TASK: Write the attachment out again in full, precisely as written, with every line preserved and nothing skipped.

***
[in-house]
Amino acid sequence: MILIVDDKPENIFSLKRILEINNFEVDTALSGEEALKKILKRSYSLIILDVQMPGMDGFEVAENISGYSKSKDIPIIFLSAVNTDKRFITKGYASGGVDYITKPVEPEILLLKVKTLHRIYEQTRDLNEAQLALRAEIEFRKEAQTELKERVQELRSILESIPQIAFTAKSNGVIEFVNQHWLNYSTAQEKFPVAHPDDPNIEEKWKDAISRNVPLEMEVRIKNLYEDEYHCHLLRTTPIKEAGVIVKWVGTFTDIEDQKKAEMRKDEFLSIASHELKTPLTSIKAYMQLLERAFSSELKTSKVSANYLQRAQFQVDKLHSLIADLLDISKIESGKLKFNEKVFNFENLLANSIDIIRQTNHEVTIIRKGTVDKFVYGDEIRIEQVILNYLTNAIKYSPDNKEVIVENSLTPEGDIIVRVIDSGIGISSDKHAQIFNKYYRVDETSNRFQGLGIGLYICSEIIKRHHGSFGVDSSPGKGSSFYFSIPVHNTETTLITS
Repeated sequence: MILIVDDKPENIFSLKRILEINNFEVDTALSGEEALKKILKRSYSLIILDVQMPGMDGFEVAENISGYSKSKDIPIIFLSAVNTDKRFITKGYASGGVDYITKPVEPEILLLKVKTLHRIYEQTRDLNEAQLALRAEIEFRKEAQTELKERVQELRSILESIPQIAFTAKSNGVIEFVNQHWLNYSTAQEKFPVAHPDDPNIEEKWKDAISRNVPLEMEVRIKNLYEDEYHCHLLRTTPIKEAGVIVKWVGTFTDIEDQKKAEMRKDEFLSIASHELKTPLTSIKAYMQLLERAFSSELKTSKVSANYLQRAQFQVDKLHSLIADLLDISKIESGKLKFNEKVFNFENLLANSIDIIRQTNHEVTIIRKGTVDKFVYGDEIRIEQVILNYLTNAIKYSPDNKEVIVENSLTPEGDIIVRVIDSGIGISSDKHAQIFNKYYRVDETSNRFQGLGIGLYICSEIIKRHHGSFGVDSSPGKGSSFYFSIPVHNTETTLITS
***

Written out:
[in-house]
Amino acid sequence: MILIVDDKPENIFSLKRILEINNFEVDTALSGEEALKKILKRSYSLIILDVQMPGMDGFEVAENISGYSKSKDIPIIFLSAVNTDKRFITKGYASGGVDYITKPVEPEILLLKVKTLHRIYEQTRDLNEAQLALRAEIEFRKEAQTELKERVQELRSILESIPQIAFTAKSNGVIEFVNQHWLNYSTAQEKFPVAHPDDPNIEEKWKDAISRNVPLEMEVRIKNLYEDEYHCHLLRTTPIKEAGVIVKWVGTFTDIEDQKKAEMRKDEFLSIASHELKTPLTSIKAYMQLLERAFSSELKTSKVSANYLQRAQFQVDKLHSLIADLLDISKIESGKLKFNEKVFNFENLLANSIDIIRQTNHEVTIIRKGTVDKFVYGDEIRIEQVILNYLTNAIKYSPDNKEVIVENSLTPEGDIIVRVIDSGIGISSDKHAQIFNKYYRVDETSNRFQGLGIGLYICSEIIKRHHGSFGVDSSPGKGSSFYFSIPVHNTETTLITS
Repeated sequence: MILIVDDKPENIFSLKRILEINNFEVDTALSGEEALKKILKRSYSLIILDVQMPGMDGFEVAENISGYSKSKDIPIIFLSAVNTDKRFITKGYASGGVDYITKPVEPEILLLKVKTLHRIYEQTRDLNEAQLALRAEIEFRKEAQTELKERVQELRSILESIPQIAFTAKSNGVIEFVNQHWLNYSTAQEKFPVAHPDDPNIEEKWKDAISRNVPLEMEVRIKNLYEDEYHCHLLRTTPIKEAGVIVKWVGTFTDIEDQKKAEMRKDEFLSIASHELKTPLTSIKAYMQLLERAFSSELKTSKVSANYLQRAQFQVDKLHSLIADLLDISKIESGKLKFNEKVFNFENLLANSIDIIRQTNHEVTIIRKGTVDKFVYGDEIRIEQVILNYLTNAIKYSPDNKEVIVENSLTPEGDIIVRVIDSGIGISSDKHAQIFNKYYRVDETSNRFQGLGIGLYICSEIIKRHHGSFGVDSSPGKGSSFYFSIPVHNTETTLITS